Trinity Root:  Root Sculpture Commemorates 9/11   Edward Frank
  Sep 11, 2005 19:40 PDT 
 159f_ttd_tree_lg.jpg (16867 bytes)

On Cnn Headline news was an interesting video relating to trees:

Root sculpture commemorates 9/11 (2:31)
The 'Trinity Root', an artist's memorial sculpture of the tree that shielded St. Paul's Chapel from harm on September 11, 2001, is unveiled. (September 11)

Artist Steve Tobin narrates a 2:31 video available online at

A sycamore tree shelter St. Paul's Chapel from the blast created by the falling towers. The tree itself was ripped out of the ground. The artist made a mold of the stump from the tree and with other tree segments made a large sculpture called Trinity Root to stand as a testament to life, humanity and the positive response to the catastrophe. It shows him making molds, and casting the sculpture in bronze. It is pretty interesting - As ENTS we are supposed to celebrate trees in art and this is an excellent example. The video clip is available online from the above address or directly at:

It is in Windows Media 9 format.

Ed Frank

Trinity Root sculpture   Edward Frank
  Sep 12, 2005 16:30 PDT 
From the Lower Manhatten info website:

September 9, 2005

For the past several months, artist Steve Tobin and his team of assistants
have been working on a bronze casting inspired by the remaining stump and
root of the 70-year-old sycamore tree that shielded St. Paul's Chapel
against falling debris during the collapse of the twin towers.

Recently, the finished three-ton sculpture, known as Trinity Root, was
hoisted by a crane into the courtyard of Trinity Church, the Episcopal
parish that operates St. Paul's. On Sunday, September 11, a procession took
place from St. Paul's to Trinity Church for the dedication of the
sculpture. Visitors were able to walk through the sprawling root branches,
which are 20 feet long, 15 feet wide, and 12.5 feet tall.

"It's an interactive sculpture that allows people from whatever spiritual
tradition they might have to interact with it," says Rev. Dr. James Cooper,
rector of Trinity Church/St. Paul's Chapel.

While the sculpture was not intended as a memorial, Cooper adds, "It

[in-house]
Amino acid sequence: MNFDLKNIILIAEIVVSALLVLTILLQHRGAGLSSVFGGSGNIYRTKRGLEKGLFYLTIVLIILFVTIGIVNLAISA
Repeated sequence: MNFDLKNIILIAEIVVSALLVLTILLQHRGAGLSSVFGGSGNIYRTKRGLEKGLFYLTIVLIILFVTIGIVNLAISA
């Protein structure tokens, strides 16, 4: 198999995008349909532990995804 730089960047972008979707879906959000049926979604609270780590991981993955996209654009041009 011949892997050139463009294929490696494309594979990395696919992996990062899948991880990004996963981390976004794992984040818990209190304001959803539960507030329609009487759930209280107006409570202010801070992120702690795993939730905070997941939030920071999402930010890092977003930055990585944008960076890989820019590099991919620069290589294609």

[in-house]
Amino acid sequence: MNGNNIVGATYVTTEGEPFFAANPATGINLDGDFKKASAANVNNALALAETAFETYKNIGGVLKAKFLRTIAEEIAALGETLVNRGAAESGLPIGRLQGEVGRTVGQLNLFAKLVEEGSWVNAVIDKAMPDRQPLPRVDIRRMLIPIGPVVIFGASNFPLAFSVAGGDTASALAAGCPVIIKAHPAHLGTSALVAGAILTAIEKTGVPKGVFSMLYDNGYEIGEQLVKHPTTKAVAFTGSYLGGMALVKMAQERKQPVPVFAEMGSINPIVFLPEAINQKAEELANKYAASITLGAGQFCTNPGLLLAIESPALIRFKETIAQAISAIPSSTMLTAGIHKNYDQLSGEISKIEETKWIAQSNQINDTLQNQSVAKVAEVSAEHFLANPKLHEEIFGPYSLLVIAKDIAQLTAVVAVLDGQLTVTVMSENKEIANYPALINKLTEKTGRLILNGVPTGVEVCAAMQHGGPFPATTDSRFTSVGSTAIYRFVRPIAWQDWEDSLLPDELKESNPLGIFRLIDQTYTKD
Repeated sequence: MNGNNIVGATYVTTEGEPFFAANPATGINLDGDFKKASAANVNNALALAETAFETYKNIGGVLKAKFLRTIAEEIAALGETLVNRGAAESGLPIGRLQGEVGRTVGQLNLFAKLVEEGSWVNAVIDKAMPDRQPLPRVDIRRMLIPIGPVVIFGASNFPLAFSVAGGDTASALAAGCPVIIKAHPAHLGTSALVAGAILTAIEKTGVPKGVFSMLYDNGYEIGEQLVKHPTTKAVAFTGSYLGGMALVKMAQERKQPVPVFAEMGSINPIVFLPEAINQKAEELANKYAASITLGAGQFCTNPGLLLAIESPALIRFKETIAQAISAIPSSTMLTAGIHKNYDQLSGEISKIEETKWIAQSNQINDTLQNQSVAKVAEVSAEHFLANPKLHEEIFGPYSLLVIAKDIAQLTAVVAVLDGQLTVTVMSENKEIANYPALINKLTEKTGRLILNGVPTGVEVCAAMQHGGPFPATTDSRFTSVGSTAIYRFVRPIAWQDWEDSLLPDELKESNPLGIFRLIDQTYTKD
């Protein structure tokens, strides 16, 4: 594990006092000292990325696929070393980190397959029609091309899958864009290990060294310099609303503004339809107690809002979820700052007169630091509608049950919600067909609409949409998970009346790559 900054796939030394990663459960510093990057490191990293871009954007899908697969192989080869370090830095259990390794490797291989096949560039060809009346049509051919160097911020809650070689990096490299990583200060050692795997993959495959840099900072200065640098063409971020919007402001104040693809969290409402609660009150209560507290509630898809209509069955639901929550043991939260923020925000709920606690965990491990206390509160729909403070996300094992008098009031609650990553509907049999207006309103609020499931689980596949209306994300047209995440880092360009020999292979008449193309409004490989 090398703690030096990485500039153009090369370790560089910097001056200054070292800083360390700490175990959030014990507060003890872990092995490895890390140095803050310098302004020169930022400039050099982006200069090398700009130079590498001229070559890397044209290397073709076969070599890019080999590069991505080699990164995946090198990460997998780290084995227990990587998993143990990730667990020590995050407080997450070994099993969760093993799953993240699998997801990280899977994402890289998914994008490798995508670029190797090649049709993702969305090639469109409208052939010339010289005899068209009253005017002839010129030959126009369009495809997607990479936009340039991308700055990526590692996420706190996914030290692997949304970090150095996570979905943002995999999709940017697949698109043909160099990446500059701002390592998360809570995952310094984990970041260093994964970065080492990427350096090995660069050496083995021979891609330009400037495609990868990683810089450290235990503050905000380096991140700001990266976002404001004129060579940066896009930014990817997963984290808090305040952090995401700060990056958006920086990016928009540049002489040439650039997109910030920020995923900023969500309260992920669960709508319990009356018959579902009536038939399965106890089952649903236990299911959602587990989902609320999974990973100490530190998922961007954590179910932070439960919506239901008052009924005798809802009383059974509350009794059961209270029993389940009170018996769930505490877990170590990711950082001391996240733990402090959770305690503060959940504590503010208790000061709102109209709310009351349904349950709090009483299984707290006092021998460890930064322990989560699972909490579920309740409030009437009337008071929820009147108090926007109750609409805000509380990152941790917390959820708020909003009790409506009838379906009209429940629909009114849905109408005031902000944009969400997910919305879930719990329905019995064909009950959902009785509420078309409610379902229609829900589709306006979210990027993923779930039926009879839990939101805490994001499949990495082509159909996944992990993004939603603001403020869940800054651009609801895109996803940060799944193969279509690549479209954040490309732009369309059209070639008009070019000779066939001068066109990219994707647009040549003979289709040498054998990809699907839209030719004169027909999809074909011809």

certainly is a memorial in the sense of that its roots are in the 9/11
experience. At the same time, it's looking to the future in hopes of peace
and reconciliation and eternal life for all."

In the days after 9/11, Tobin saw a report about the sycamore on CNN, and
it gave him the inspiration for the project. He is known for his root
sculptures, which are cast in bronze and finished with a wood-like patina.
The project also appealed to him because he enjoys working with natural
forms in sites that are connected to historic events. In 2007, his
nature-inspired sculptures will be the first-ever art installation at
Stonehenge Monument in England.

"Another thing that I am trying to do with my sculpture [Trinity Root] is
bring to light the unseen," Tobin says. "We look at, for example, trees,
but we don't think about the part that is not visually apparent. This
sculpture is about the power of the unseen and the strength beneath the
surface. It's really not about a tree. When you look at this piece and look
away, I would hope that people think about things that are not visually

The artist, Steve Tobin, inside his work   
Last July, Tobin, whose sculptures have been shown at the American Museum
of Natural History and the Los Angeles County Museum of Art, convinced
Cooper to borrow the 600-pound stump and its remaining roots to begin
casting in his Pennsylvania studio. The artist also worked with tree
experts to help preserve the original stump, which was returned last spring
to the churchyard at St. Paul's, the oldest public building in continuous
use in Manhattan.
"The stump at the top [of the sculpture] is exactly as it was. It was
modeled after the tree that saved the church," says Tobin, who financed the
entire project, which is estimated to cost $330,000. "But about 95 percent
is my own fabrication and composition. And there are different elements
that are meant to suggest and evoke different things that I am interested
in. For example, the legs are very animated as if they are figures running
around. It's very much about life."